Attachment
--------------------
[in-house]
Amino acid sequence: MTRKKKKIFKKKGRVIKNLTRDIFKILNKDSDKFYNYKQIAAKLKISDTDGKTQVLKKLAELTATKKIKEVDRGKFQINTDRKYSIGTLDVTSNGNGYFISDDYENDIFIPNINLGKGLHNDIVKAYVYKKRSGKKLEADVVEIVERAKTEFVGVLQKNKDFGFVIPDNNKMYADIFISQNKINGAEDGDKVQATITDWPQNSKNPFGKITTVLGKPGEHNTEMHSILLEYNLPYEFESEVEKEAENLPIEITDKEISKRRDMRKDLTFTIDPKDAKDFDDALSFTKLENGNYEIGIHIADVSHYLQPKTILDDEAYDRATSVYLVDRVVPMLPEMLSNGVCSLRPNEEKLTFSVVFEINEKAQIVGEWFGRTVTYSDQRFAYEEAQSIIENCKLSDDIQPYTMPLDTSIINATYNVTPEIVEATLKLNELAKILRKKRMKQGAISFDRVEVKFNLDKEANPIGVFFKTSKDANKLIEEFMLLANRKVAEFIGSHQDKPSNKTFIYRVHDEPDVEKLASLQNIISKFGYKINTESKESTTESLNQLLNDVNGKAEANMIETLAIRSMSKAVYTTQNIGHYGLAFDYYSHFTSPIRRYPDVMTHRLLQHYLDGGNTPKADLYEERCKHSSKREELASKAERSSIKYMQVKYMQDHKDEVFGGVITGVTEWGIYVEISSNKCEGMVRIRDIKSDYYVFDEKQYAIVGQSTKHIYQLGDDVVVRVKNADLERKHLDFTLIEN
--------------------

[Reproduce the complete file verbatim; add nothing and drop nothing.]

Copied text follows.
[in-house]
Amino acid sequence: MTRKKKKIFKKKGRVIKNLTRDIFKILNKDSDKFYNYKQIAAKLKISDTDGKTQVLKKLAELTATKKIKEVDRGKFQINTDRKYSIGTLDVTSNGNGYFISDDYENDIFIPNINLGKGLHNDIVKAYVYKKRSGKKLEADVVEIVERAKTEFVGVLQKNKDFGFVIPDNNKMYADIFISQNKINGAEDGDKVQATITDWPQNSKNPFGKITTVLGKPGEHNTEMHSILLEYNLPYEFESEVEKEAENLPIEITDKEISKRRDMRKDLTFTIDPKDAKDFDDALSFTKLENGNYEIGIHIADVSHYLQPKTILDDEAYDRATSVYLVDRVVPMLPEMLSNGVCSLRPNEEKLTFSVVFEINEKAQIVGEWFGRTVTYSDQRFAYEEAQSIIENCKLSDDIQPYTMPLDTSIINATYNVTPEIVEATLKLNELAKILRKKRMKQGAISFDRVEVKFNLDKEANPIGVFFKTSKDANKLIEEFMLLANRKVAEFIGSHQDKPSNKTFIYRVHDEPDVEKLASLQNIISKFGYKINTESKESTTESLNQLLNDVNGKAEANMIETLAIRSMSKAVYTTQNIGHYGLAFDYYSHFTSPIRRYPDVMTHRLLQHYLDGGNTPKADLYEERCKHSSKREELASKAERSSIKYMQVKYMQDHKDEVFGGVITGVTEWGIYVEISSNKCEGMVRIRDIKSDYYVFDEKQYAIVGQSTKHIYQLGDDVVVRVKNADLERKHLDFTLIEN